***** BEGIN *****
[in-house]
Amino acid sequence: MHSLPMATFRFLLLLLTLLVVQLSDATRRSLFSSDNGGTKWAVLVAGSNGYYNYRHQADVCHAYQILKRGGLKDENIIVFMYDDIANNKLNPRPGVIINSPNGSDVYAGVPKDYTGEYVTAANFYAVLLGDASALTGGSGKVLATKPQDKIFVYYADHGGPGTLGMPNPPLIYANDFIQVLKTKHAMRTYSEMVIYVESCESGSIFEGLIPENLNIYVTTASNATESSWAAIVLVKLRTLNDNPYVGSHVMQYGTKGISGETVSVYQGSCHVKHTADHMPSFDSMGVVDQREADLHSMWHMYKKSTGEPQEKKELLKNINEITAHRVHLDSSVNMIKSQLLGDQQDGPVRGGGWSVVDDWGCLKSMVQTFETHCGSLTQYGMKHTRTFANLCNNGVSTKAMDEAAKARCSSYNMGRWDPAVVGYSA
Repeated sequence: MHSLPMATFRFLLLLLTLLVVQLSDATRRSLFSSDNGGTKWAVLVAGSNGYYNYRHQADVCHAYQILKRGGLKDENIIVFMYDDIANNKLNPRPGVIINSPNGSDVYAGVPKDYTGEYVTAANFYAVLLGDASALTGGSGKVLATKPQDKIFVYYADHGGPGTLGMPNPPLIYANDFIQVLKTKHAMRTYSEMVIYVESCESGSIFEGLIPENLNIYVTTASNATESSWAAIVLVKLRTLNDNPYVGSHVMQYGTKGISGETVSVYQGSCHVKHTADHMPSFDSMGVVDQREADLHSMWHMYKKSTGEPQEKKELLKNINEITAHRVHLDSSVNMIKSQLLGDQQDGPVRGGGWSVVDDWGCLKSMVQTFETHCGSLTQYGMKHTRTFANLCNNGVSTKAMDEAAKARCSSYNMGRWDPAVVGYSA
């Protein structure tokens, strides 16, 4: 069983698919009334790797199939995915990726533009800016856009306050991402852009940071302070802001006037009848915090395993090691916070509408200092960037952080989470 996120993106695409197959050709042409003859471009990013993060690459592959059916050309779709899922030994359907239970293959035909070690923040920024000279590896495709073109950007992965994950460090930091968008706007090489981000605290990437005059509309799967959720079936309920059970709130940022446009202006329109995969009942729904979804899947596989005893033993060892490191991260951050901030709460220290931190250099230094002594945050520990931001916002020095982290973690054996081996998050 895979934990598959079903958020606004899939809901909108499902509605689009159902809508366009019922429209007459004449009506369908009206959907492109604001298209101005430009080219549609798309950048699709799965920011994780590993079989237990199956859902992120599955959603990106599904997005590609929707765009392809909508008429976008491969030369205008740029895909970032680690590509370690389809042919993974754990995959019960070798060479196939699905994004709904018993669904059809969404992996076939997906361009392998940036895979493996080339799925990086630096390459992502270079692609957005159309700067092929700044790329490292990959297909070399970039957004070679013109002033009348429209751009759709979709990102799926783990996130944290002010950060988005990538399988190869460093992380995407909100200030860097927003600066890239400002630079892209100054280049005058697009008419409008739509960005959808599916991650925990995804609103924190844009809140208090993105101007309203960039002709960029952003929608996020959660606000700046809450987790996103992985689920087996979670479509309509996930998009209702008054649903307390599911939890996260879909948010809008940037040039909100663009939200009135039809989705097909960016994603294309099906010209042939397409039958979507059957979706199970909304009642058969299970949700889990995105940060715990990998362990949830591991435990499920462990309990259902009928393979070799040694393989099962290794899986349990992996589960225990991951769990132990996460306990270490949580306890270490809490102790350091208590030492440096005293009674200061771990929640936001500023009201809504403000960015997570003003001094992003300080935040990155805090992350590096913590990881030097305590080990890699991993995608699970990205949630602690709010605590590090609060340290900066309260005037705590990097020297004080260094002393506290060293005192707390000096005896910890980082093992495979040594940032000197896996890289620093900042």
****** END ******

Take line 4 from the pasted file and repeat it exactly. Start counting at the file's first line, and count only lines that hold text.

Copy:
């Protein structure tokens, strides 16, 4: 069983698919009334790797199939995915990726533009800016856009306050991402852009940071302070802001006037009848915090395993090691916070509408200092960037952080989470 996120993106695409197959050709042409003859471009990013993060690459592959059916050309779709899922030994359907239970293959035909070690923040920024000279590896495709073109950007992965994950460090930091968008706007090489981000605290990437005059509309799967959720079936309920059970709130940022446009202006329109995969009942729904979804899947596989005893033993060892490191991260951050901030709460220290931190250099230094002594945050520990931001916002020095982290973690054996081996998050 895979934990598959079903958020606004899939809901909108499902509605689009159902809508366009019922429209007459004449009506369908009206959907492109604001298209101005430009080219549609798309950048699709799965920011994780590993079989237990199956859902992120599955959603990106599904997005590609929707765009392809909508008429976008491969030369205008740029895909970032680690590509370690389809042919993974754990995959019960070798060479196939699905994004709904018993669904059809969404992996076939997906361009392998940036895979493996080339799925990086630096390459992502270079692609957005159309700067092929700044790329490292990959297909070399970039957004070679013109002033009348429209751009759709979709990102799926783990996130944290002010950060988005990538399988190869460093992380995407909100200030860097927003600066890239400002630079892209100054280049005058697009008419409008739509960005959808599916991650925990995804609103924190844009809140208090993105101007309203960039002709960029952003929608996020959660606000700046809450987790996103992985689920087996979670479509309509996930998009209702008054649903307390599911939890996260879909948010809008940037040039909100663009939200009135039809989705097909960016994603294309099906010209042939397409039958979507059957979706199970909304009642058969299970949700889990995105940060715990990998362990949830591991435990499920462990309990259902009928393979070799040694393989099962290794899986349990992996589960225990991951769990132990996460306990270490949580306890270490809490102790350091208590030492440096005293009674200061771990929640936001500023009201809504403000960015997570003003001094992003300080935040990155805090992350590096913590990881030097305590080990890699991993995608699970990205949630602690709010605590590090609060340290900066309260005037705590990097020297004080260094002393506290060293005192707390000096005896910890980082093992495979040594940032000197896996890289620093900042």